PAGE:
Q: And when you say "the narrative," what do you mean?
Vindman: So I saw this unfold, a lot of this unfold, frankly, in the press. And the initial story line was on… on Ukrainian interference in 2016 elections. And then, subsequently, it was the Bidens began to be incorporated into this narrative and that Hunter Biden, who was on the board of this firm Burisma, was involved in some misdealings. Thane was an investigation into Burisma, and the story goes that the Vice President had the prosecution general that was responsible for this investigation removed to terminate this investigation into Burisma…
The fact that it was clear that I, as the representative – I, as the representative of the NSC, thought it was inappropriate and that we were not going to get involved in investigations…. There were other people in the room…. I think mainly people were listening at that point. It was kind of an uncomfortable conversation, so people were just listening to it unfold.
I just – I thought it was inappropriate to have – to call for an investigation – to call a foreign power to investigate a U.S. citizen. In my mind, I had spent quite a bit of time in that part of the world. I understand how the justice system works. It's not a rule of law that governs. These could all be orchestrated to achieve some sort of objective. And, in my mind, I thought it was, you know – if they thought that this was in their national security interests and they could potentially get away with it – you know, I'm not talking about the Ukrainians; I'm talking about foreign powers in general – and if they thought that it was in their national security interests – and this is a county that's fighting a war against Russia – and they could get away with it, I mean, why should they really care that much about domestic politics at a different county? They're going to do what they need to to protect and advance their own national security interests….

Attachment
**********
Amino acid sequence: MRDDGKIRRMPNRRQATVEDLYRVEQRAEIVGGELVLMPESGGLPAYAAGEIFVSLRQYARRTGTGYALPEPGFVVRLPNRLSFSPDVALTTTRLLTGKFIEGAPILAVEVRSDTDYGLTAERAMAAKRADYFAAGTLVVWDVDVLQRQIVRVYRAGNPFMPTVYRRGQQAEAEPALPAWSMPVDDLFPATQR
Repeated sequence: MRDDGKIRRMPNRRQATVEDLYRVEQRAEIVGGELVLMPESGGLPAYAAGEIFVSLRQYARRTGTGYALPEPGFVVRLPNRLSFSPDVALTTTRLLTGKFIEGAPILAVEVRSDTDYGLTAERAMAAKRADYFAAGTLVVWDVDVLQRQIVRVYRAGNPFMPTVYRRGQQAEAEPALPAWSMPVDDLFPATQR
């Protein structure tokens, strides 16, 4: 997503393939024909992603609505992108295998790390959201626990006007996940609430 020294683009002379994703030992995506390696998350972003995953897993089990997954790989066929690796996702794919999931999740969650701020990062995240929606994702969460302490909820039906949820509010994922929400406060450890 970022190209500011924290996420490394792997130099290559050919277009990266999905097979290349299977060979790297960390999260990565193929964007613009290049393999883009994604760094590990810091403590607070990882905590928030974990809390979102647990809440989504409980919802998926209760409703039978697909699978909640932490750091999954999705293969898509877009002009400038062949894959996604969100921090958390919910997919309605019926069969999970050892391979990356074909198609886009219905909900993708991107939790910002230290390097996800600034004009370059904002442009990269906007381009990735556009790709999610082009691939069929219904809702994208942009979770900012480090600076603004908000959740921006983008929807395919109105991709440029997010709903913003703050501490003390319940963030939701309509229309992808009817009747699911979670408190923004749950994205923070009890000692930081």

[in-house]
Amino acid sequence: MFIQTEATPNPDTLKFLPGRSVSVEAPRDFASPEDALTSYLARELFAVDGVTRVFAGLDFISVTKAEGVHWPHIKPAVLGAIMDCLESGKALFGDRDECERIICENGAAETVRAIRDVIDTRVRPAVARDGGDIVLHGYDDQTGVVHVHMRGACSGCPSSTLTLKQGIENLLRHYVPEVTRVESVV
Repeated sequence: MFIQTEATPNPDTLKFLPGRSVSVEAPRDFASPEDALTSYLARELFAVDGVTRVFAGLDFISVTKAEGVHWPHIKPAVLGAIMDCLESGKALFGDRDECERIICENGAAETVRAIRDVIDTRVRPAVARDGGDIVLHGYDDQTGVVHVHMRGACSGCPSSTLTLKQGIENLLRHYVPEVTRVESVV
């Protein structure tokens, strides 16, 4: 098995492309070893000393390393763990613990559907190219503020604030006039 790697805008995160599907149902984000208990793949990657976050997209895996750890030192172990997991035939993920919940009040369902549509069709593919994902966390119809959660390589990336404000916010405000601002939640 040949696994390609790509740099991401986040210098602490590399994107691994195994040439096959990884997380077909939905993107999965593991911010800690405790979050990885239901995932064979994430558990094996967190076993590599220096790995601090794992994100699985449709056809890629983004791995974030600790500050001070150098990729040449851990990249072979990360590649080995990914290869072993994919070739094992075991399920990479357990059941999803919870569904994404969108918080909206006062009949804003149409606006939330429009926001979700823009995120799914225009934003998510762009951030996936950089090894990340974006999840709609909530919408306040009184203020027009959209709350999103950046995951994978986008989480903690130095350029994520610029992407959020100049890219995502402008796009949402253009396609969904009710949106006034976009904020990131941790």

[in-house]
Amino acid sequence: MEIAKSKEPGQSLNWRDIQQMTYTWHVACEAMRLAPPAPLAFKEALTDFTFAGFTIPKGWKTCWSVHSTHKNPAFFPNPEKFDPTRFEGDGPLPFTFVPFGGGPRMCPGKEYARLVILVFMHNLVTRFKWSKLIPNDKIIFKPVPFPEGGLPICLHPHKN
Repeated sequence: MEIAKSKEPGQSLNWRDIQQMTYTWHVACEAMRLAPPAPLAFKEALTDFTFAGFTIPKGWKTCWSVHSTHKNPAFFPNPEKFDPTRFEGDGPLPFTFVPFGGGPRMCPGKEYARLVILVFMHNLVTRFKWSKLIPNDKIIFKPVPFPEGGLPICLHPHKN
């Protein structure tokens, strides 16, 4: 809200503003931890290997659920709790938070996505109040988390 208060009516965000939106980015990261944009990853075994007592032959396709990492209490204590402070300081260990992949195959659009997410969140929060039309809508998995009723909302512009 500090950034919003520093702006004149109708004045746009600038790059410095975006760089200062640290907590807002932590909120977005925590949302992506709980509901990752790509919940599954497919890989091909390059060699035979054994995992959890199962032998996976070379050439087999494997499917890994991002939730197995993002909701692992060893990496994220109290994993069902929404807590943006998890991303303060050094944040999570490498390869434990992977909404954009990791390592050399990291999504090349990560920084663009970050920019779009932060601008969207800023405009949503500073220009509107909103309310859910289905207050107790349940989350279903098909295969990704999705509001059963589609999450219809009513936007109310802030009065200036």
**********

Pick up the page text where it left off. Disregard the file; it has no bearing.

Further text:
I spoke to John Eisenberg, the NSC legal counsel…. That occurred in the afternoon, and I spoke to him the same day in the afternoon….
And it had inherent risks in that – it had inherent risks in that, frankly, if Ukrainians took a partisan position, they would significantly undermine the possibility of future bipartisan support. Losing bipartisan support, they would then lose access to potentially, you know, hundreds of millions of dollars in security assistance funds. The amount of money that we're talking about here, $400 million, might not mean much, you know, in terms of the U.S. budget. For a normal person it does, but for a U.S. budget it's, you know, a fraction of a fraction.
But for the Ukrainians, it amounts to about 10 percent of their military budget, roughly…. that actually amounts to a significant portion of their GDP because the Ukrainians also spend about 5 to 6 percent of their GDP on defense because they're fighting an active conflict against the Russians….